The Basics

John Berger could be a stupidly moralistic critic, but he was perceptive. He notoriously rejected Pollock as a decadent of the age of individualism, meaning he didn’t really understand Pollock at all, but then listen to this:

“Imagine a man brought up from birth in a white cell so that he has never seen anything except the growth of his own body. And then imagine that suddenly he is given some sticks and bright paints. If he were a man with an innate sense of balance and colour harmony, he would then, I think, cover the walls of his cell as Pollock has painted his canvases. He would want to express his ideas and feelings about growth, time, energy, death, but he would lack any vocabulary of seen or remembered visual images with which to do so. He would have nothing more than the gestures he could discover through the act of applying his coloured marks to his white walls.”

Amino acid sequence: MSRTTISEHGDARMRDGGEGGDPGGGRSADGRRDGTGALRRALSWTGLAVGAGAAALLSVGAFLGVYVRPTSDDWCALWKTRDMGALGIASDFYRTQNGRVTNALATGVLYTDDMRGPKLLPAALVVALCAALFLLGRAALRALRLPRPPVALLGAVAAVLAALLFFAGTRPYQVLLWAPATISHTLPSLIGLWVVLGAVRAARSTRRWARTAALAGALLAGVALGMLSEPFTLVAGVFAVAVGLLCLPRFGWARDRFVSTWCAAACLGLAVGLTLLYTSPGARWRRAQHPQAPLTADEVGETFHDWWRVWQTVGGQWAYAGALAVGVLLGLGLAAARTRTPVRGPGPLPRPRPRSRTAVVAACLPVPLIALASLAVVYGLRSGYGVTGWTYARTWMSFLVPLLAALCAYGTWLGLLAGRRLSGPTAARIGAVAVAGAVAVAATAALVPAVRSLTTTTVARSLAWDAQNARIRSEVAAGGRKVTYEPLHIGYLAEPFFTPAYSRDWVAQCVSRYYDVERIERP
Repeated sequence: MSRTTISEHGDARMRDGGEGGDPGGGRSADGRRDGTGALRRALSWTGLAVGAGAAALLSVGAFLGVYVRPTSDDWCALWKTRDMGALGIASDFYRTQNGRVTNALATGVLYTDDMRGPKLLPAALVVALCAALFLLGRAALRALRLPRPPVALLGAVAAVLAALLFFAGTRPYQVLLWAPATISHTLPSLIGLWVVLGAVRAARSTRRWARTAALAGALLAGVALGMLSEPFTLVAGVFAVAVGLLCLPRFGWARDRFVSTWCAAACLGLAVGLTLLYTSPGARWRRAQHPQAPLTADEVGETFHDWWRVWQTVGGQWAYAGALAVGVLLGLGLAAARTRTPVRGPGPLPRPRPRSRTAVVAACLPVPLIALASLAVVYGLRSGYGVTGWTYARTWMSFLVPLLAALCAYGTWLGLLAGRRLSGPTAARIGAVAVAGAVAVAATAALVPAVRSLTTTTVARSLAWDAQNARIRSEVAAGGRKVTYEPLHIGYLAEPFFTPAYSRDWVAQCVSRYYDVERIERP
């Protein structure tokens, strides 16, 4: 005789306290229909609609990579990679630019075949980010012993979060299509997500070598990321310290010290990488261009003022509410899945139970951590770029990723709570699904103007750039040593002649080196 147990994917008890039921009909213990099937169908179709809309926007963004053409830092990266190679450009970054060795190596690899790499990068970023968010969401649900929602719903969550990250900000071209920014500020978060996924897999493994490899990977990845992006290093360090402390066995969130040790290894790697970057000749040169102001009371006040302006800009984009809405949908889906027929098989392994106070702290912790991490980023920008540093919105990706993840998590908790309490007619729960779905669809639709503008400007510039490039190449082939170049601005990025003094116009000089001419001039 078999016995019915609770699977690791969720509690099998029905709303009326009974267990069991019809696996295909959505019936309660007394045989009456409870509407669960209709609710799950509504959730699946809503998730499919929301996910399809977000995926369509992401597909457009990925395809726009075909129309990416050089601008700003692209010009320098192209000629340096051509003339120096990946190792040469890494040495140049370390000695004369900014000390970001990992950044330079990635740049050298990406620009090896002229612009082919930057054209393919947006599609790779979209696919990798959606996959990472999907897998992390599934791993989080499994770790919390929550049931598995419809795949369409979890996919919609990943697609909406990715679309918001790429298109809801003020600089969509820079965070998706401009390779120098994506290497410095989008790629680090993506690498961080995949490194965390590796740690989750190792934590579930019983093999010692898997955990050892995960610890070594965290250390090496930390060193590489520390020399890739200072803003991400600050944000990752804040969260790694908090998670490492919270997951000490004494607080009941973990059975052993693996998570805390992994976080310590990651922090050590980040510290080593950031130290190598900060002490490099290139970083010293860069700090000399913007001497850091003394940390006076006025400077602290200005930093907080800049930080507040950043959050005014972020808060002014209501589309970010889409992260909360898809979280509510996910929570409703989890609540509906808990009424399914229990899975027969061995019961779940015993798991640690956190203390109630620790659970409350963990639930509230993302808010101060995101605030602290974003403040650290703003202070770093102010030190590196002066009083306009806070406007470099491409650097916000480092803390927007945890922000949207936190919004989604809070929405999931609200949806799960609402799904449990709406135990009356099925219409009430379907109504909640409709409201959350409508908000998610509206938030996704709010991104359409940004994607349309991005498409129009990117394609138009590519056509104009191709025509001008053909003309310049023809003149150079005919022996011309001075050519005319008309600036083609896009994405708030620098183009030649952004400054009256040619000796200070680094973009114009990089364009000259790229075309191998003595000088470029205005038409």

Growth, time, energy and death are not bad topics for abstraction, but they’re not easy for everyone to see.

     Jackson Pollock, Autumn Rhthym (Number 30) 1950

Jackson Pollock, Autumn Rhthym (Number 30) 1950

This entry was posted in American Modernism, Principles of Abstraction and tagged , , , , , , , , , , . Bookmark the permalink.

Leave a Reply

Your email address will not be published. Required fields are marked *